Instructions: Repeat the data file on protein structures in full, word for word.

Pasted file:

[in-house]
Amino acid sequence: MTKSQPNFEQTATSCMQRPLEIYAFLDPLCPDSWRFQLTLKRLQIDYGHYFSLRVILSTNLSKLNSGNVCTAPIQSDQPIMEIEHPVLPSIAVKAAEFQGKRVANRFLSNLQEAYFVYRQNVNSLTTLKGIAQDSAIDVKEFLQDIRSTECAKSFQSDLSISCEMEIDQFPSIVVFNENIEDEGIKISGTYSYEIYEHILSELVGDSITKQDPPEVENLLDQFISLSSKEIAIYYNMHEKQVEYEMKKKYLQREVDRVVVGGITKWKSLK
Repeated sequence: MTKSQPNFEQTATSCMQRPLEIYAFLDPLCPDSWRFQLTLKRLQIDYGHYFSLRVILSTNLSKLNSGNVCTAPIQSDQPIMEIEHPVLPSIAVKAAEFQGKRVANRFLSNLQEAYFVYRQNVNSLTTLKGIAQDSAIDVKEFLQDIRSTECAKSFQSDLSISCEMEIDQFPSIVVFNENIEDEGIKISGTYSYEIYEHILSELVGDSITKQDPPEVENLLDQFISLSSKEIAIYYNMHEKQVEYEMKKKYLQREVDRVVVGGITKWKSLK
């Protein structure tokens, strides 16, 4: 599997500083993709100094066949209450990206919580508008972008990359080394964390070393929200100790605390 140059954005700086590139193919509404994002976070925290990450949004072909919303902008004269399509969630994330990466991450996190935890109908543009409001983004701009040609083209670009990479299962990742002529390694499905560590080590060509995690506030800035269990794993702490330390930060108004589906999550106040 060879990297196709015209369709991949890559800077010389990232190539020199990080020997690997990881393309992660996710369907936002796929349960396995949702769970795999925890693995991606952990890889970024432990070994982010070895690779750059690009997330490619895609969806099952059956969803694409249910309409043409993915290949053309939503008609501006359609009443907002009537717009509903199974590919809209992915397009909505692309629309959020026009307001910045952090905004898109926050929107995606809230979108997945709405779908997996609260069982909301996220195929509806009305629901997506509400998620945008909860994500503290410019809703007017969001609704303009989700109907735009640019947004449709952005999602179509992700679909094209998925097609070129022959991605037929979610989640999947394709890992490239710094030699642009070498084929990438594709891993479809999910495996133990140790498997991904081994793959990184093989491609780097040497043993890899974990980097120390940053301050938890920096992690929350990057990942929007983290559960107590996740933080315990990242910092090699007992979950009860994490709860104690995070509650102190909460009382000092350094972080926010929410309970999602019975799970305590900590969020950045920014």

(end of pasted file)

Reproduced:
[in-house]
Amino acid sequence: MTKSQPNFEQTATSCMQRPLEIYAFLDPLCPDSWRFQLTLKRLQIDYGHYFSLRVILSTNLSKLNSGNVCTAPIQSDQPIMEIEHPVLPSIAVKAAEFQGKRVANRFLSNLQEAYFVYRQNVNSLTTLKGIAQDSAIDVKEFLQDIRSTECAKSFQSDLSISCEMEIDQFPSIVVFNENIEDEGIKISGTYSYEIYEHILSELVGDSITKQDPPEVENLLDQFISLSSKEIAIYYNMHEKQVEYEMKKKYLQREVDRVVVGGITKWKSLK
Repeated sequence: MTKSQPNFEQTATSCMQRPLEIYAFLDPLCPDSWRFQLTLKRLQIDYGHYFSLRVILSTNLSKLNSGNVCTAPIQSDQPIMEIEHPVLPSIAVKAAEFQGKRVANRFLSNLQEAYFVYRQNVNSLTTLKGIAQDSAIDVKEFLQDIRSTECAKSFQSDLSISCEMEIDQFPSIVVFNENIEDEGIKISGTYSYEIYEHILSELVGDSITKQDPPEVENLLDQFISLSSKEIAIYYNMHEKQVEYEMKKKYLQREVDRVVVGGITKWKSLK
């Protein structure tokens, strides 16, 4: 599997500083993709100094066949209450990206919580508008972008990359080394964390070393929200100790605390 140059954005700086590139193919509404994002976070925290990450949004072909919303902008004269399509969630994330990466991450996190935890109908543009409001983004701009040609083209670009990479299962990742002529390694499905560590080590060509995690506030800035269990794993702490330390930060108004589906999550106040 060879990297196709015209369709991949890559800077010389990232190539020199990080020997690997990881393309992660996710369907936002796929349960396995949702769970795999925890693995991606952990890889970024432990070994982010070895690779750059690009997330490619895609969806099952059956969803694409249910309409043409993915290949053309939503008609501006359609009443907002009537717009509903199974590919809209992915397009909505692309629309959020026009307001910045952090905004898109926050929107995606809230979108997945709405779908997996609260069982909301996220195929509806009305629901997506509400998620945008909860994500503290410019809703007017969001609704303009989700109907735009640019947004449709952005999602179509992700679909094209998925097609070129022959991605037929979610989640999947394709890992490239710094030699642009070498084929990438594709891993479809999910495996133990140790498997991904081994793959990184093989491609780097040497043993890899974990980097120390940053301050938890920096992690929350990057990942929007983290559960107590996740933080315990990242910092090699007992979950009860994490709860104690995070509650102190909460009382000092350094972080926010929410309970999602019975799970305590900590969020950045920014």